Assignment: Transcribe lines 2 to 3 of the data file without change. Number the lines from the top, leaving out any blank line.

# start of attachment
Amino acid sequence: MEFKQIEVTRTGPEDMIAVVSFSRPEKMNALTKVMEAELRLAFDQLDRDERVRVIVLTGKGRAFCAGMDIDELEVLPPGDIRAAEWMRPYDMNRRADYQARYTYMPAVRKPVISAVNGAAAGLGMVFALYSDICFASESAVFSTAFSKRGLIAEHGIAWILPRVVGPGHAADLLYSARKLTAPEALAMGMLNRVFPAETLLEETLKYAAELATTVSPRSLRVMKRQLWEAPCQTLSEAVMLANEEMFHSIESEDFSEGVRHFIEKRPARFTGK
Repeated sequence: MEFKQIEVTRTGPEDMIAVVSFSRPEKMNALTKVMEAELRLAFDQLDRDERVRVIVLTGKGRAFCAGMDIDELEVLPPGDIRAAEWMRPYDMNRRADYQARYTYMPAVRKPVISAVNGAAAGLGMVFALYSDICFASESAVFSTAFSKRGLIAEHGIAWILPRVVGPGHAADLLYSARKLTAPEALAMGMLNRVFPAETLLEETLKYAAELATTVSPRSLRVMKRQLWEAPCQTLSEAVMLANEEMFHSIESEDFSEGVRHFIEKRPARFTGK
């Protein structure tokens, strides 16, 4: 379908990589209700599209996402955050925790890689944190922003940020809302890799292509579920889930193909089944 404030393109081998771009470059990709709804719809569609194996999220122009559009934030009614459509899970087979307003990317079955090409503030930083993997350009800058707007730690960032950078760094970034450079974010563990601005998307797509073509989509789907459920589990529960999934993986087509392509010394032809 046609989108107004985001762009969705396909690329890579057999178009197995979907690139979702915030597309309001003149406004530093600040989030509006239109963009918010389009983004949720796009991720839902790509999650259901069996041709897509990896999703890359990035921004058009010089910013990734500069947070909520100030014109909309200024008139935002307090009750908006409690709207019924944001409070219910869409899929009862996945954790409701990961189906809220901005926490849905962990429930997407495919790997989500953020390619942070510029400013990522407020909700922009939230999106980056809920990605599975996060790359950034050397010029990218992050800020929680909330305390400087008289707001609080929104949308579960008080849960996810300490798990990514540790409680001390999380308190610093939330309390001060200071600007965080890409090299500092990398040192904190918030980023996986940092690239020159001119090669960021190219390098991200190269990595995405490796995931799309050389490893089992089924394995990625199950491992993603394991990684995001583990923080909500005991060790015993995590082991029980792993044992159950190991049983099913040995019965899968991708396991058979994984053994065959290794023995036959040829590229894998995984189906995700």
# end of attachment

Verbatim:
Repeated sequence: MEFKQIEVTRTGPEDMIAVVSFSRPEKMNALTKVMEAELRLAFDQLDRDERVRVIVLTGKGRAFCAGMDIDELEVLPPGDIRAAEWMRPYDMNRRADYQARYTYMPAVRKPVISAVNGAAAGLGMVFALYSDICFASESAVFSTAFSKRGLIAEHGIAWILPRVVGPGHAADLLYSARKLTAPEALAMGMLNRVFPAETLLEETLKYAAELATTVSPRSLRVMKRQLWEAPCQTLSEAVMLANEEMFHSIESEDFSEGVRHFIEKRPARFTGK
């Protein structure tokens, strides 16, 4: 379908990589209700599209996402955050925790890689944190922003940020809302890799292509579920889930193909089944 404030393109081998771009470059990709709804719809569609194996999220122009559009934030009614459509899970087979307003990317079955090409503030930083993997350009800058707007730690960032950078760094970034450079974010563990601005998307797509073509989509789907459920589990529960999934993986087509392509010394032809 046609989108107004985001762009969705396909690329890579057999178009197995979907690139979702915030597309309001003149406004530093600040989030509006239109963009918010389009983004949720796009991720839902790509999650259901069996041709897509990896999703890359990035921004058009010089910013990734500069947070909520100030014109909309200024008139935002307090009750908006409690709207019924944001409070219910869409899929009862996945954790409701990961189906809220901005926490849905962990429930997407495919790997989500953020390619942070510029400013990522407020909700922009939230999106980056809920990605599975996060790359950034050397010029990218992050800020929680909330305390400087008289707001609080929104949308579960008080849960996810300490798990990514540790409680001390999380308190610093939330309390001060200071600007965080890409090299500092990398040192904190918030980023996986940092690239020159001119090669960021190219390098991200190269990595995405490796995931799309050389490893089992089924394995990625199950491992993603394991990684995001583990923080909500005991060790015993995590082991029980792993044992159950190991049983099913040995019965899968991708396991058979994984053994065959290794023995036959040829590229894998995984189906995700």